Understanding the Effects of Sugar on Your Body and How to Reduce Consumption

Understanding the Effects of Sugar on Your Body and How to Reduce Consumption

Eating too much added sugar can cause a lot of problems for your body. If you’re craving something sweet, try eating a piece of fruit or having unsweetened tea or coffee.

Sugar overload can lead to a lot of issues, including irritability, trouble sleeping and weight gain. Here’s what happens when you eat too much sugar and how to reduce your intake of it.

1. Too much sugar can lead to weight gain

Sugar is one of the most over-consumed foods in the world. Too much of it can lead to weight gain, which is a risk factor for heart disease and other health problems. But that is just the beginning of the effect too much sugar can have on your body.

While naturally occurring sugars (monosaccharides like fructose and disaccharides like sucrose) are part of a healthy diet, it is the added sugar that can be problematic. Added sugars include table sugar, corn syrup, honey, maple syrup and other refined sweeteners. These sugars are added to processed and packaged food products to make them more appealing, but they provide no nutritional value.

Removing these unhealthy added sugars from your diet can help you lose excess weight and improve your health. This can be done by switching to water, 100% juices and limiting soda, energy and sports drinks and flavored lattes. This will cut a significant amount of calories from your diet.

2. Sugar can lead to type 2 diabetes

Sugar can also increase your risk for heart disease, because excess amounts of sugar can lead to high blood pressure. A study found that people who consume 21% of their calories from added sugar have a 38% higher risk for cardiovascular disease (CVD) than those who get less than 8% of their calories from added sugar.

When you eat too much sugar, your cells can’t absorb it, and your liver can’t break it down either, so the sugar gets stored as fat in your body, especially your belly. This can lead to fatty liver disease, which is also linked to diabetes and increased risk for heart disease.

Some people confuse “natural” sugars with healthy foods, but even natural sweeteners like honey and agave syrup have significant effects on the body when consumed in excess. The best way to avoid these health risks is to cut back on processed sugar and prioritize whole foods like fresh fruits, vegetables, whole grains, and low-fat dairy that contain naturally occurring sugars that come packaged with other nutrients that can benefit your health.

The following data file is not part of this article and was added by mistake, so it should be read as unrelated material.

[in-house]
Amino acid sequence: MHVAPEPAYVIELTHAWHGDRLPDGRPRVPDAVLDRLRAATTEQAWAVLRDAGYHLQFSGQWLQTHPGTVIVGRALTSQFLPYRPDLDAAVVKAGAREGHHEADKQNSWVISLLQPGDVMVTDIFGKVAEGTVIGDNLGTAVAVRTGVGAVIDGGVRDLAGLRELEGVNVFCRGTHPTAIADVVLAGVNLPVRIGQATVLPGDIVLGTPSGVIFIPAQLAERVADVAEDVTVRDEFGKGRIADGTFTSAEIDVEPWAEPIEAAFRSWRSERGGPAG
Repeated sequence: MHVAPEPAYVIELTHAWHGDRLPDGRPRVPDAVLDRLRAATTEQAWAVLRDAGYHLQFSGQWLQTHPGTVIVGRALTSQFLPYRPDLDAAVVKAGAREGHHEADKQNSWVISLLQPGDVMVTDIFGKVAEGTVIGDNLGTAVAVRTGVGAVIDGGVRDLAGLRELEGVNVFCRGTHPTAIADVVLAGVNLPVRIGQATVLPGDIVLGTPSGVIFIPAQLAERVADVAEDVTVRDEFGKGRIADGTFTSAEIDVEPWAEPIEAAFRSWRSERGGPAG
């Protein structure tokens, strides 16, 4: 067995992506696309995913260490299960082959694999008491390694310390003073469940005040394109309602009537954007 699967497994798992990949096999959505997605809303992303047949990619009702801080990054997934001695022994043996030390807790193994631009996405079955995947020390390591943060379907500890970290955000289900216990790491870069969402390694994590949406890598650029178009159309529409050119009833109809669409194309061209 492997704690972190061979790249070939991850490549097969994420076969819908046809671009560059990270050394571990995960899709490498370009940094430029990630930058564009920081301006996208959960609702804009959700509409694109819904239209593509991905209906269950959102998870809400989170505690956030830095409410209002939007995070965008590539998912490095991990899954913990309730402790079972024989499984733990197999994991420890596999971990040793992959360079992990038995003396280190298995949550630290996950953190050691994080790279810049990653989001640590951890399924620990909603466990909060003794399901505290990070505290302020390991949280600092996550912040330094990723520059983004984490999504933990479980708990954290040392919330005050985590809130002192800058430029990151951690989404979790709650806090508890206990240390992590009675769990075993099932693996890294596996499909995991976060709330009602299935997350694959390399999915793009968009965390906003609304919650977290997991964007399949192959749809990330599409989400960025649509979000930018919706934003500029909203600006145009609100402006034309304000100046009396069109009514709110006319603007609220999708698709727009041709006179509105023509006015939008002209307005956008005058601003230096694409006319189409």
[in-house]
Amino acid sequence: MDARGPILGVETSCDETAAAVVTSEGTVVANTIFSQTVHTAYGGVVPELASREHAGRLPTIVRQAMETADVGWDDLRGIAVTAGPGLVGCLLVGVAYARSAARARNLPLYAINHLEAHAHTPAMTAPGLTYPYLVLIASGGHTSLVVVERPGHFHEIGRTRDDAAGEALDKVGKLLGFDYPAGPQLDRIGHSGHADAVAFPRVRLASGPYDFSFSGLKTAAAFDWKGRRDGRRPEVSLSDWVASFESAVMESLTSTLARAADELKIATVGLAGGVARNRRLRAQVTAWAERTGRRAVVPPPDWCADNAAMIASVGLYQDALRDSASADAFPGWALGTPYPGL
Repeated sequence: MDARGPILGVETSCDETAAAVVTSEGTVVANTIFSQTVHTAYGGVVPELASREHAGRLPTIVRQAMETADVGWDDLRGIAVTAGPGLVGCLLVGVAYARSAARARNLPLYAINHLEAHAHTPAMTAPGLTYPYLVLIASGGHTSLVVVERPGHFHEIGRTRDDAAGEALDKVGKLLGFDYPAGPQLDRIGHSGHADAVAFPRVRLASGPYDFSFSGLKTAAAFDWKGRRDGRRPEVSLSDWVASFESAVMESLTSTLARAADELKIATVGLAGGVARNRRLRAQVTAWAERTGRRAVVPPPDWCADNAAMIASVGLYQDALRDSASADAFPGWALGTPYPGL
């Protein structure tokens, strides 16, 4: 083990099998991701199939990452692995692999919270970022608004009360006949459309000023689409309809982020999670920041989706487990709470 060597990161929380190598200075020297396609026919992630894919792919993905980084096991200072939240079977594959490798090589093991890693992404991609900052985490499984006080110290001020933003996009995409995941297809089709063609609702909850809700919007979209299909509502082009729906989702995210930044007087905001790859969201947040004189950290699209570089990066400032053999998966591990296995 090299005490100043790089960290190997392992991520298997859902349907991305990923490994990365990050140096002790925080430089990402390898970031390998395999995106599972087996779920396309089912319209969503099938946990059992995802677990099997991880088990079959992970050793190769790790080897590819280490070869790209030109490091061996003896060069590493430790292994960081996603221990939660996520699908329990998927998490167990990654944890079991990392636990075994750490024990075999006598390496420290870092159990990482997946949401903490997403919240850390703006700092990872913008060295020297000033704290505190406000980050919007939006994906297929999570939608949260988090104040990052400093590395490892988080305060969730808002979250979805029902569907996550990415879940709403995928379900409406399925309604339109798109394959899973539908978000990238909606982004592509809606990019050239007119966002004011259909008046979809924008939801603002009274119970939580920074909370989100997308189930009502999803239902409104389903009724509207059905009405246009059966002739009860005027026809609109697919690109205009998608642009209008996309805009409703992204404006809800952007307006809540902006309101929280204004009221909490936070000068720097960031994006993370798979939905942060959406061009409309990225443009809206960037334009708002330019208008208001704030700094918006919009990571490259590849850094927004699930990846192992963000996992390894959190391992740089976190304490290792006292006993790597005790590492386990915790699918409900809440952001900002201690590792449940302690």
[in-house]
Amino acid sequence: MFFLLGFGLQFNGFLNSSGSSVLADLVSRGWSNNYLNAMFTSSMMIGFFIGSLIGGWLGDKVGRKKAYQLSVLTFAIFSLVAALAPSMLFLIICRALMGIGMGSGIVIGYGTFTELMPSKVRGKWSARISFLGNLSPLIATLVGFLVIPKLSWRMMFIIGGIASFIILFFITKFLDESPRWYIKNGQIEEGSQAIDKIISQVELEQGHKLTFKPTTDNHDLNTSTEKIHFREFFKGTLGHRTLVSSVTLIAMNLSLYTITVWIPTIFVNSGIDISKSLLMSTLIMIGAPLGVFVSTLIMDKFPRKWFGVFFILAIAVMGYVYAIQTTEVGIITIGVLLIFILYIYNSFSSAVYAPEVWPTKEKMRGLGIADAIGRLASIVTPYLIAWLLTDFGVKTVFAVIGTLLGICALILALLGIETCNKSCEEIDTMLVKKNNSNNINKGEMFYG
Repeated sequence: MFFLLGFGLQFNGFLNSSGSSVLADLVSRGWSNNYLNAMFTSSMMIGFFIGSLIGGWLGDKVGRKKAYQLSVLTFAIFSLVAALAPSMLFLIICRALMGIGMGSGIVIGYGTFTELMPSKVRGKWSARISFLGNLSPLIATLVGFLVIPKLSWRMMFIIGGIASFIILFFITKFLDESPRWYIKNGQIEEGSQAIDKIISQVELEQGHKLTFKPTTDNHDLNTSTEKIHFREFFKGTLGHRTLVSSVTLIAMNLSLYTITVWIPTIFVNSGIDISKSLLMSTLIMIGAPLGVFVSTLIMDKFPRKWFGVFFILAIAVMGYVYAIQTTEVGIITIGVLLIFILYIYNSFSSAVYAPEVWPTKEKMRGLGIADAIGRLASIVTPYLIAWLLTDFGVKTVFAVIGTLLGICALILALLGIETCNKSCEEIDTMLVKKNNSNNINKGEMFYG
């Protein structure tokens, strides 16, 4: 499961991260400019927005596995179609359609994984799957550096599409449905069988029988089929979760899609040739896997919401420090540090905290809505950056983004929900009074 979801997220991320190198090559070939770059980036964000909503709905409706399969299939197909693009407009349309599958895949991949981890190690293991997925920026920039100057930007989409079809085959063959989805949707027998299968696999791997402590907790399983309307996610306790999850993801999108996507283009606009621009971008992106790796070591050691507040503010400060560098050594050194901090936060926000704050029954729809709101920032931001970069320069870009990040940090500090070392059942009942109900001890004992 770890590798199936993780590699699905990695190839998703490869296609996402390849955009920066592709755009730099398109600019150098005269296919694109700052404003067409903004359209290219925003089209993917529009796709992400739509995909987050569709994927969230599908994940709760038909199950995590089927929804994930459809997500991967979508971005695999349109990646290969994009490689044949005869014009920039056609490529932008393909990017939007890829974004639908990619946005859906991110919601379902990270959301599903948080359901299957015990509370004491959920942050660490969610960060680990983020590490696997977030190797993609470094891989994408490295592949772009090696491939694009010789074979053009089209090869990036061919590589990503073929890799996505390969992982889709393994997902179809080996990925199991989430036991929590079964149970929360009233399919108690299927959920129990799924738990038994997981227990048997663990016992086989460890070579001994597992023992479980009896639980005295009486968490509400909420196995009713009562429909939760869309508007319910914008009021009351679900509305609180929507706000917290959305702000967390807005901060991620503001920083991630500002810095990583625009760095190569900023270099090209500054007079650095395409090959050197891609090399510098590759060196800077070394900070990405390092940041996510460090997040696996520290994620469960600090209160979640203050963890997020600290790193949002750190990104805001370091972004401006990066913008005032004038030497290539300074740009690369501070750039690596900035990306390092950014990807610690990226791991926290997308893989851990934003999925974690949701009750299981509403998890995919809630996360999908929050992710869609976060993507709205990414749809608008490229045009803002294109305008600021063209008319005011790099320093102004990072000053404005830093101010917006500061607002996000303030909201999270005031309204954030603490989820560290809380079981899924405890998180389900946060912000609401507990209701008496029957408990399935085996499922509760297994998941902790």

3. Sugar can lead to heart disease

Sugar can have a negative impact on your heart when consumed in large amounts. This is because the excess calories are converted to triglycerides and can clog arteries leading to heart disease. A high sugar intake can also lead to elevated blood pressure, which is another risk factor for heart disease.

Sugar also overloads your liver, which can lead to non-alcoholic fatty liver disease. Fatty liver disease can also cause your body to produce more fat cells, which in turn increases your risk for heart disease.

A diet that is low in added sugar is best for your heart. Eating whole foods like fruits, vegetables, grains and dairy products can help you decrease the amount of added sugar in your diet. Learn to read food labels and look for ingredients that your body treats as sugar like corn sweetener, maltose, high-fructose corn syrup, fruit juice concentrate, invert sugar, honey, molasses, and words ending in ose (dextrose, sucrose, lactose). This includes salad dressing, ketchup and commercial bread loaves.

4. Sugar can lead to tooth decay

You have likely heard it since you were a child: Sugar rots your teeth. It’s true that a diet high in sugar is associated with tooth decay, but the sugar itself doesn’t directly cause cavities. It’s the bacteria that inhabit your mouth, and the way they process sugar, that leads to tooth decay.

The bacteria in your mouth produce acids, which attack the enamel and dentine of your teeth – causing holes or cavities to form. These acids are produced in the plaque – a sticky film that continually forms on your teeth, and which saliva can’t remove.

The type of sugar matters too – sucrose, glucose and fructose are all the same calorie-wise, but how they affect the body differs. Sugar that occurs naturally in whole foods like fruits, vegetables and dairy products is less harmful than the processed sugar found in candy or soda. Drinking water with meals and avoiding sugar-sweetened drinks can help reduce your risk of developing cavities.

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